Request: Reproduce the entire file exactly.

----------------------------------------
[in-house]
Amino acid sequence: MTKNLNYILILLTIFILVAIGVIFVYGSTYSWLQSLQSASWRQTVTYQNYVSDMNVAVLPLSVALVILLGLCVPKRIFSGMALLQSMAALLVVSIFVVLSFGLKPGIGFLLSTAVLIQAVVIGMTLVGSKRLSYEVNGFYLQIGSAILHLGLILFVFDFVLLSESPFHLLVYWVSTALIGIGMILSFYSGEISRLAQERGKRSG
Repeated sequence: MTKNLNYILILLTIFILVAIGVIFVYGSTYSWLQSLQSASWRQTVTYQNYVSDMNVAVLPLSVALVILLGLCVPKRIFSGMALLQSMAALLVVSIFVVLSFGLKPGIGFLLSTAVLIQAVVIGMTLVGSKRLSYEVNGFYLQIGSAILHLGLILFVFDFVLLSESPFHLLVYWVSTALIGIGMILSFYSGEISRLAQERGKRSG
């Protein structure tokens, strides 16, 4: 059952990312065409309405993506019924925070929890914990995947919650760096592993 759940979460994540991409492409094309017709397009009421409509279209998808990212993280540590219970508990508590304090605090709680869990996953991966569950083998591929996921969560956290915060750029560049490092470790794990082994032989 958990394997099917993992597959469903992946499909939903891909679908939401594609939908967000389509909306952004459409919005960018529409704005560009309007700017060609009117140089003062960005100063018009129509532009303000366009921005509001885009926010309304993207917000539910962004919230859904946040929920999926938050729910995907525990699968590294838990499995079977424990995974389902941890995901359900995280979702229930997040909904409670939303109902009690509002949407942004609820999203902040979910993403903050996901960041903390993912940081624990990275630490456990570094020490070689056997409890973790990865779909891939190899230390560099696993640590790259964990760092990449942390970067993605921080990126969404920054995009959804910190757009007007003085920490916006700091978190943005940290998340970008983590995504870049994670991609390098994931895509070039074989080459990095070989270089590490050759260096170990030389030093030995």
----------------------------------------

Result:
[in-house]
Amino acid sequence: MTKNLNYILILLTIFILVAIGVIFVYGSTYSWLQSLQSASWRQTVTYQNYVSDMNVAVLPLSVALVILLGLCVPKRIFSGMALLQSMAALLVVSIFVVLSFGLKPGIGFLLSTAVLIQAVVIGMTLVGSKRLSYEVNGFYLQIGSAILHLGLILFVFDFVLLSESPFHLLVYWVSTALIGIGMILSFYSGEISRLAQERGKRSG
Repeated sequence: MTKNLNYILILLTIFILVAIGVIFVYGSTYSWLQSLQSASWRQTVTYQNYVSDMNVAVLPLSVALVILLGLCVPKRIFSGMALLQSMAALLVVSIFVVLSFGLKPGIGFLLSTAVLIQAVVIGMTLVGSKRLSYEVNGFYLQIGSAILHLGLILFVFDFVLLSESPFHLLVYWVSTALIGIGMILSFYSGEISRLAQERGKRSG
């Protein structure tokens, strides 16, 4: 059952990312065409309405993506019924925070929890914990995947919650760096592993 759940979460994540991409492409094309017709397009009421409509279209998808990212993280540590219970508990508590304090605090709680869990996953991966569950083998591929996921969560956290915060750029560049490092470790794990082994032989 958990394997099917993992597959469903992946499909939903891909679908939401594609939908967000389509909306952004459409919005960018529409704005560009309007700017060609009117140089003062960005100063018009129509532009303000366009921005509001885009926010309304993207917000539910962004919230859904946040929920999926938050729910995907525990699968590294838990499995079977424990995974389902941890995901359900995280979702229930997040909904409670939303109902009690509002949407942004609820999203902040979910993403903050996901960041903390993912940081624990990275630490456990570094020490070689056997409890973790990865779909891939190899230390560099696993640590790259964990760092990449942390970067993605921080990126969404920054995009959804910190757009007007003085920490916006700091978190943005940290998340970008983590995504870049994670991609390098994931895509070039074989080459990095070989270089590490050759260096170990030389030093030995």